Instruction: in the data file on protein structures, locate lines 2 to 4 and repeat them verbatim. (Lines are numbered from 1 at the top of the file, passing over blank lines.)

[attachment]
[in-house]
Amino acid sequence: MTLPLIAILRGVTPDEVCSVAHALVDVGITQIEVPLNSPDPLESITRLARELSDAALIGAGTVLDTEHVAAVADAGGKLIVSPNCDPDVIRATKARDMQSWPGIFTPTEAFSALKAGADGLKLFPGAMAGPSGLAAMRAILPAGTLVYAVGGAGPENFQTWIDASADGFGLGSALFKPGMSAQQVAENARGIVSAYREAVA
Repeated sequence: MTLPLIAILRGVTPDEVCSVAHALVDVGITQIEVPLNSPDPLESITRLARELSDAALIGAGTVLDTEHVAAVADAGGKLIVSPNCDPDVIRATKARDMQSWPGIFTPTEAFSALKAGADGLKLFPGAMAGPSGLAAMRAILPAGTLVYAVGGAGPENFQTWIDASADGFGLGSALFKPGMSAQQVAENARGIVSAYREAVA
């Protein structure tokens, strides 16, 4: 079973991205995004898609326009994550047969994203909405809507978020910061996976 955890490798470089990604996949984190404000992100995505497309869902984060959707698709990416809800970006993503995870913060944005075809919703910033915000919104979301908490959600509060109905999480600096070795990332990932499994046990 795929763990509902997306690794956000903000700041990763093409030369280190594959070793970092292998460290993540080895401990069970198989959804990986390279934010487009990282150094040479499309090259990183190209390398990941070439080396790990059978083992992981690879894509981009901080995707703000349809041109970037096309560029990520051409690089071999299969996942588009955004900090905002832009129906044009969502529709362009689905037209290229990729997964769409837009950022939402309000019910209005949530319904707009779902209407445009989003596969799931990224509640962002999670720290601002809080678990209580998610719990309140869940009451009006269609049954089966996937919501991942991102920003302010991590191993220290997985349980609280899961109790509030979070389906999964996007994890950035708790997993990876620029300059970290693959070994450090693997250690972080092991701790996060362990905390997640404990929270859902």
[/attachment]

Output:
Amino acid sequence: MTLPLIAILRGVTPDEVCSVAHALVDVGITQIEVPLNSPDPLESITRLARELSDAALIGAGTVLDTEHVAAVADAGGKLIVSPNCDPDVIRATKARDMQSWPGIFTPTEAFSALKAGADGLKLFPGAMAGPSGLAAMRAILPAGTLVYAVGGAGPENFQTWIDASADGFGLGSALFKPGMSAQQVAENARGIVSAYREAVA
Repeated sequence: MTLPLIAILRGVTPDEVCSVAHALVDVGITQIEVPLNSPDPLESITRLARELSDAALIGAGTVLDTEHVAAVADAGGKLIVSPNCDPDVIRATKARDMQSWPGIFTPTEAFSALKAGADGLKLFPGAMAGPSGLAAMRAILPAGTLVYAVGGAGPENFQTWIDASADGFGLGSALFKPGMSAQQVAENARGIVSAYREAVA
């Protein structure tokens, strides 16, 4: 079973991205995004898609326009994550047969994203909405809507978020910061996976 955890490798470089990604996949984190404000992100995505497309869902984060959707698709990416809800970006993503995870913060944005075809919703910033915000919104979301908490959600509060109905999480600096070795990332990932499994046990 795929763990509902997306690794956000903000700041990763093409030369280190594959070793970092292998460290993540080895401990069970198989959804990986390279934010487009990282150094040479499309090259990183190209390398990941070439080396790990059978083992992981690879894509981009901080995707703000349809041109970037096309560029990520051409690089071999299969996942588009955004900090905002832009129906044009969502529709362009689905037209290229990729997964769409837009950022939402309000019910209005949530319904707009779902209407445009989003596969799931990224509640962002999670720290601002809080678990209580998610719990309140869940009451009006269609049954089966996937919501991942991102920003302010991590191993220290997985349980609280899961109790509030979070389906999964996007994890950035708790997993990876620029300059970290693959070994450090693997250690972080092991701790996060362990905390997640404990929270859902």